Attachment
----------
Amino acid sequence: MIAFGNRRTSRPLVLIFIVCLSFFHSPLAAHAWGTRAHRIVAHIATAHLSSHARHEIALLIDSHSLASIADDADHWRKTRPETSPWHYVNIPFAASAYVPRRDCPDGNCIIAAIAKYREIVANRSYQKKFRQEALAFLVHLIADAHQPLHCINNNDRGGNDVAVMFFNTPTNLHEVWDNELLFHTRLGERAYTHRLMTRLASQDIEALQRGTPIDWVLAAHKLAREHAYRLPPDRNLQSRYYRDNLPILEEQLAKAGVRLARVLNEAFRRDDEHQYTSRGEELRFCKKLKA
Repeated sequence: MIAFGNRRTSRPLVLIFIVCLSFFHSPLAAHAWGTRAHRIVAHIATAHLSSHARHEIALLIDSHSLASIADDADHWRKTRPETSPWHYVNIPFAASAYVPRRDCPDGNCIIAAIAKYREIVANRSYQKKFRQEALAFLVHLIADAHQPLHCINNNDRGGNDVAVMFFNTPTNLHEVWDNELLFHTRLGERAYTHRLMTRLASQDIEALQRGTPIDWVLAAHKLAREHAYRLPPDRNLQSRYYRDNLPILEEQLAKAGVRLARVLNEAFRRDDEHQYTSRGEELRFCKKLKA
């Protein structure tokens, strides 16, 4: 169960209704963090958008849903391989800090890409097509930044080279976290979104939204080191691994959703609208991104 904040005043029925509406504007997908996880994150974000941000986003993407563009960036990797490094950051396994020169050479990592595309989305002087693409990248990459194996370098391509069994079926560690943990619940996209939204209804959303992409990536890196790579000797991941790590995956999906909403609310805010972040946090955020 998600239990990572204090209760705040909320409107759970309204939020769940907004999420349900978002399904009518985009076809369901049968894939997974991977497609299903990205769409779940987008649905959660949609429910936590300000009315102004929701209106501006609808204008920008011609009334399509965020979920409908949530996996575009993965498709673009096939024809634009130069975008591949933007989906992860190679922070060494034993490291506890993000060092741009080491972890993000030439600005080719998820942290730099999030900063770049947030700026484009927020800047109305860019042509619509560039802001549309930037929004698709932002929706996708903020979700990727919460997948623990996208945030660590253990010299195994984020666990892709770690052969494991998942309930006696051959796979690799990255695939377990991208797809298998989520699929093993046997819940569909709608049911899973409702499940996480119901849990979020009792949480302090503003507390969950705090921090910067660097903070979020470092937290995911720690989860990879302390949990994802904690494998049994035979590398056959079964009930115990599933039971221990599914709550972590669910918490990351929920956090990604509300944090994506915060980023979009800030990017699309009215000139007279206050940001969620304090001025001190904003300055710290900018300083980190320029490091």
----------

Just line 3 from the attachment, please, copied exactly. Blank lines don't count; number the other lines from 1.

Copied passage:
């Protein structure tokens, strides 16, 4: 169960209704963090958008849903391989800090890409097509930044080279976290979104939204080191691994959703609208991104 904040005043029925509406504007997908996880994150974000941000986003993407563009960036990797490094950051396994020169050479990592595309989305002087693409990248990459194996370098391509069994079926560690943990619940996209939204209804959303992409990536890196790579000797991941790590995956999906909403609310805010972040946090955020 998600239990990572204090209760705040909320409107759970309204939020769940907004999420349900978002399904009518985009076809369901049968894939997974991977497609299903990205769409779940987008649905959660949609429910936590300000009315102004929701209106501006609808204008920008011609009334399509965020979920409908949530996996575009993965498709673009096939024809634009130069975008591949933007989906992860190679922070060494034993490291506890993000060092741009080491972890993000030439600005080719998820942290730099999030900063770049947030700026484009927020800047109305860019042509619509560039802001549309930037929004698709932002929706996708903020979700990727919460997948623990996208945030660590253990010299195994984020666990892709770690052969494991998942309930006696051959796979690799990255695939377990991208797809298998989520699929093993046997819940569909709608049911899973409702499940996480119901849990979020009792949480302090503003507390969950705090921090910067660097903070979020470092937290995911720690989860990879302390949990994802904690494998049994035979590398056959079964009930115990599933039971221990599914709550972590669910918490990351929920956090990604509300944090994506915060980023979009800030990017699309009215000139007279206050940001969620304090001025001190904003300055710290900018300083980190320029490091």